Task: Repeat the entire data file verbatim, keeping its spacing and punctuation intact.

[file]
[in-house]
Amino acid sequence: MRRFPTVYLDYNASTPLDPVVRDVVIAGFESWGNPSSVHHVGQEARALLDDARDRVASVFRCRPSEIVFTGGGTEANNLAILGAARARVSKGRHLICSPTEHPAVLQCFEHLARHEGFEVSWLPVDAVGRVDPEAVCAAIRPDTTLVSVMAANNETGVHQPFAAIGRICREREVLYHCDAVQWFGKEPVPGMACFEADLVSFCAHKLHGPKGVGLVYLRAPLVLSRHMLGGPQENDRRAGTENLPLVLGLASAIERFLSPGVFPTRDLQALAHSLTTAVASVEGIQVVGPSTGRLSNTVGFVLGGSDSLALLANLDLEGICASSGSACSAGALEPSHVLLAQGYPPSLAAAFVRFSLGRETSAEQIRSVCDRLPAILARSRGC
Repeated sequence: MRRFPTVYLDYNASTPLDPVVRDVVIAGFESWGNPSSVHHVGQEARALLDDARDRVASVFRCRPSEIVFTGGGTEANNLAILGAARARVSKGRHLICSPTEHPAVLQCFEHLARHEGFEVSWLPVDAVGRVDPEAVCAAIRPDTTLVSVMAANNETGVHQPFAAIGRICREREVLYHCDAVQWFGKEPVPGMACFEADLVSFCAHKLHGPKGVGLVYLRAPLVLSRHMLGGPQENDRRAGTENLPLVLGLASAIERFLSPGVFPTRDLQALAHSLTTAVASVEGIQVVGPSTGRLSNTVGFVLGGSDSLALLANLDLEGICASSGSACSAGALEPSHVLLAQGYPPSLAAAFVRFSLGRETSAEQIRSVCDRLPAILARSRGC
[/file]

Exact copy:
[in-house]
Amino acid sequence: MRRFPTVYLDYNASTPLDPVVRDVVIAGFESWGNPSSVHHVGQEARALLDDARDRVASVFRCRPSEIVFTGGGTEANNLAILGAARARVSKGRHLICSPTEHPAVLQCFEHLARHEGFEVSWLPVDAVGRVDPEAVCAAIRPDTTLVSVMAANNETGVHQPFAAIGRICREREVLYHCDAVQWFGKEPVPGMACFEADLVSFCAHKLHGPKGVGLVYLRAPLVLSRHMLGGPQENDRRAGTENLPLVLGLASAIERFLSPGVFPTRDLQALAHSLTTAVASVEGIQVVGPSTGRLSNTVGFVLGGSDSLALLANLDLEGICASSGSACSAGALEPSHVLLAQGYPPSLAAAFVRFSLGRETSAEQIRSVCDRLPAILARSRGC
Repeated sequence: MRRFPTVYLDYNASTPLDPVVRDVVIAGFESWGNPSSVHHVGQEARALLDDARDRVASVFRCRPSEIVFTGGGTEANNLAILGAARARVSKGRHLICSPTEHPAVLQCFEHLARHEGFEVSWLPVDAVGRVDPEAVCAAIRPDTTLVSVMAANNETGVHQPFAAIGRICREREVLYHCDAVQWFGKEPVPGMACFEADLVSFCAHKLHGPKGVGLVYLRAPLVLSRHMLGGPQENDRRAGTENLPLVLGLASAIERFLSPGVFPTRDLQALAHSLTTAVASVEGIQVVGPSTGRLSNTVGFVLGGSDSLALLANLDLEGICASSGSACSAGALEPSHVLLAQGYPPSLAAAFVRFSLGRETSAEQIRSVCDRLPAILARSRGC